It nicely lets you tick a couple of boxes to apply any buff spell or effect and just makes building characters easier as it has (if you have the appropriate packages) everything. There is Zeitgeist file for free which adds Eladrin, Devas and some items from the first 5 adventures as well as the campaign themes and prestige classes. I'll track my files for Kell and book 5 and post them today
 

Andrew Moreton

Adventurer
This file includes a rebuilt Creed returned from a bath in Witch oil to fight the pc's in the Bleak gate, he kept coming back. Because everyone knows the Butler did it. The Kasavarina here is really a placeholder I produced a real version of her with proper gear in book 8. Gale is probably too dangerous for this book as a rebuilt Kinetecist she nova's and wiped out most of the terrorists in the subway tunnel letting the pc's capture the BOMB.
The PDF is a bit large but I had everything stored in one file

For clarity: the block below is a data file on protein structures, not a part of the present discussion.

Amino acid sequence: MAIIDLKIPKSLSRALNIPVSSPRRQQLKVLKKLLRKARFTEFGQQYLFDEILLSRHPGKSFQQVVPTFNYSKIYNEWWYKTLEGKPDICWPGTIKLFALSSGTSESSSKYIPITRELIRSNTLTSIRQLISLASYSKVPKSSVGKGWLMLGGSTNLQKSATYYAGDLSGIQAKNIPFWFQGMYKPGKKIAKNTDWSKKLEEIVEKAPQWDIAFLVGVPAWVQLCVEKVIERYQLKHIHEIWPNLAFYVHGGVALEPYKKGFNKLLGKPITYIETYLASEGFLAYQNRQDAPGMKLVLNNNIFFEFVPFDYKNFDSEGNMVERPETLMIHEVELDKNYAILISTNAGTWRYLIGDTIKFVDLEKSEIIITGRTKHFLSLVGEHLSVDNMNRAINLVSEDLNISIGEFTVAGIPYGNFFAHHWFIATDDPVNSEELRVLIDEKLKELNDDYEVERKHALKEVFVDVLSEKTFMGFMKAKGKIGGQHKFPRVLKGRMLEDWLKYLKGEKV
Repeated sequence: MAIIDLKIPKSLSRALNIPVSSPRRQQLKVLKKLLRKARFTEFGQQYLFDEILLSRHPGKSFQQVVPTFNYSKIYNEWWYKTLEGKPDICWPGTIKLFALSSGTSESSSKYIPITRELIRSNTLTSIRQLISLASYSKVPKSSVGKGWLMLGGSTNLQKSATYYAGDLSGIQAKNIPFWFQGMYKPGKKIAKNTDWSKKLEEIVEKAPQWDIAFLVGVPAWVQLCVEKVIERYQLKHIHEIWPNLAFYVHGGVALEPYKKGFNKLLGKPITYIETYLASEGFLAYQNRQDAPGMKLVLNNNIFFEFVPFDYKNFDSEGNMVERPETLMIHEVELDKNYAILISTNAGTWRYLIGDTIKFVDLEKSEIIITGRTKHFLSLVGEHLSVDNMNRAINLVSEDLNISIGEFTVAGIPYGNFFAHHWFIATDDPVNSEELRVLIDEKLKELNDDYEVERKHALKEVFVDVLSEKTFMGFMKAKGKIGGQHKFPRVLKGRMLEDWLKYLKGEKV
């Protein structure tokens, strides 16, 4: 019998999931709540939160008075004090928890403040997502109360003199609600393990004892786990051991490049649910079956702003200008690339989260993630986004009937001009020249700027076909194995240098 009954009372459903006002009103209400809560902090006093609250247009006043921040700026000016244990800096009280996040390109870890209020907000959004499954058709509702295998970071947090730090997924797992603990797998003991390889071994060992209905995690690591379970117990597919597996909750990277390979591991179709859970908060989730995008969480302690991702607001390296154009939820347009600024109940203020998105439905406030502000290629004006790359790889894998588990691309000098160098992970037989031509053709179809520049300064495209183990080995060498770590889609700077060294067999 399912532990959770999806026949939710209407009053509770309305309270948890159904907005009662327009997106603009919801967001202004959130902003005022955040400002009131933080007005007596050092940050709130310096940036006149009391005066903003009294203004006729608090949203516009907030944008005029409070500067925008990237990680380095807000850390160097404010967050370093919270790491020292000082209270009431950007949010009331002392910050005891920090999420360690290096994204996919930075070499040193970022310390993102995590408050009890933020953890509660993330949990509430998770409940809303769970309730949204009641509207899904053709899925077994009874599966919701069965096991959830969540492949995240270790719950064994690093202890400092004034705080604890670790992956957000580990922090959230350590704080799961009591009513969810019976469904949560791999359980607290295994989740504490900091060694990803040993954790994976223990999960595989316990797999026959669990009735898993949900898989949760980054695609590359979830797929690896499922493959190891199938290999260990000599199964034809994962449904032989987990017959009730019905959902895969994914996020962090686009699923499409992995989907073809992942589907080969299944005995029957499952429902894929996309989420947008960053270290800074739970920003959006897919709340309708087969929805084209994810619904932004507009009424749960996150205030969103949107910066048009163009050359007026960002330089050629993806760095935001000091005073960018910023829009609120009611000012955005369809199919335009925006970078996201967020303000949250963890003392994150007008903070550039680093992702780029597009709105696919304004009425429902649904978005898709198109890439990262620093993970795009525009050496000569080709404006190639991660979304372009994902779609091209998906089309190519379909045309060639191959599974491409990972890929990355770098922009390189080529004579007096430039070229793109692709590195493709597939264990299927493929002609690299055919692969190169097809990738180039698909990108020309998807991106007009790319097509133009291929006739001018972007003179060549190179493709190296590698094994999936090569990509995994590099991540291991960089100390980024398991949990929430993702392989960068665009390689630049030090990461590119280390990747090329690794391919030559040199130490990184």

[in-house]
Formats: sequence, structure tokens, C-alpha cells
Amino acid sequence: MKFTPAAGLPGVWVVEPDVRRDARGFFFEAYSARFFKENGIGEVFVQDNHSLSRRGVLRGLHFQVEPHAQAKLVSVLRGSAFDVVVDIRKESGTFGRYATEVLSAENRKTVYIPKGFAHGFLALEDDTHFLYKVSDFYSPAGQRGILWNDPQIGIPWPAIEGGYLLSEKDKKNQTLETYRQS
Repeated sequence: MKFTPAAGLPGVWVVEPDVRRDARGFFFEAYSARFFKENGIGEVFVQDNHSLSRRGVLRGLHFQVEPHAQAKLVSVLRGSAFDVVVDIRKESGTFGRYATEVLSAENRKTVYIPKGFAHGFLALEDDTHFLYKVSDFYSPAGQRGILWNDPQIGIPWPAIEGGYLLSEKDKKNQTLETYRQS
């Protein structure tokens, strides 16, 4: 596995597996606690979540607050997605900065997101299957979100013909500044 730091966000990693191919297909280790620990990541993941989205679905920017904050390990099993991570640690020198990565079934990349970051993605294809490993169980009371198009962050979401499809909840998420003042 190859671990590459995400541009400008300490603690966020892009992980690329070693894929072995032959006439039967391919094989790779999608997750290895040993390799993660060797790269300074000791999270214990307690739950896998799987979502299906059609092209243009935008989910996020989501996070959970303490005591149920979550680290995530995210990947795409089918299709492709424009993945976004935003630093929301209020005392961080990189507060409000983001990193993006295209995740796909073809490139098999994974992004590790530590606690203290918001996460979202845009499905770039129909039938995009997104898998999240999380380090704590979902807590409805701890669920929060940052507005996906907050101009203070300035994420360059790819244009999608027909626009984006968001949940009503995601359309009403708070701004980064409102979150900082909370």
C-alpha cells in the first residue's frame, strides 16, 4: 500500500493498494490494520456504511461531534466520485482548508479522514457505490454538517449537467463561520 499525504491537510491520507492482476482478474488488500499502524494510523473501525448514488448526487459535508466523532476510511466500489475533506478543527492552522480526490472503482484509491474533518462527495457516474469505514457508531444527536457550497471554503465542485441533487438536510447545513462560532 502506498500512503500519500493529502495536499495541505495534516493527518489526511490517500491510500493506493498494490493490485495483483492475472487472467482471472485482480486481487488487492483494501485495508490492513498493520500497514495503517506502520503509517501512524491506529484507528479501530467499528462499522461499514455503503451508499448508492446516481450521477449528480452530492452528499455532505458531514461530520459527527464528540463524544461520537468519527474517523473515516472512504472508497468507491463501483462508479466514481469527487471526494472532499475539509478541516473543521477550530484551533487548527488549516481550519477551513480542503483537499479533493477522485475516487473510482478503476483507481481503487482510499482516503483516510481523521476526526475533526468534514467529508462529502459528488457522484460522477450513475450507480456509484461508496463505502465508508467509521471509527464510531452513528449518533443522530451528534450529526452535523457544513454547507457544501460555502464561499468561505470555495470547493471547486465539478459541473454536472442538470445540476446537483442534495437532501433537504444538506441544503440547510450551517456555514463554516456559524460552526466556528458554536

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Andrew Moreton

Adventurer
Yes you can control and set anything in the software, much more flexible than a pdf , It is not perfect but I would not run a PF game without it. If I end up running PF2 or SF I will get the later version for those games
 

The Pathfinder 1e version of the Zeitgeist adventure path is particularly egregious because almost all of the NPCs and monsters are statted extremely conservatively. I dare say that it is easier than even a typical Paizo Adventure Path.

If you are running the Pathfinder 1e version and you want to see some actual challenge in combat encounters, then you had best ready yourself to rewrite NPCs and monsters nearly from scratch.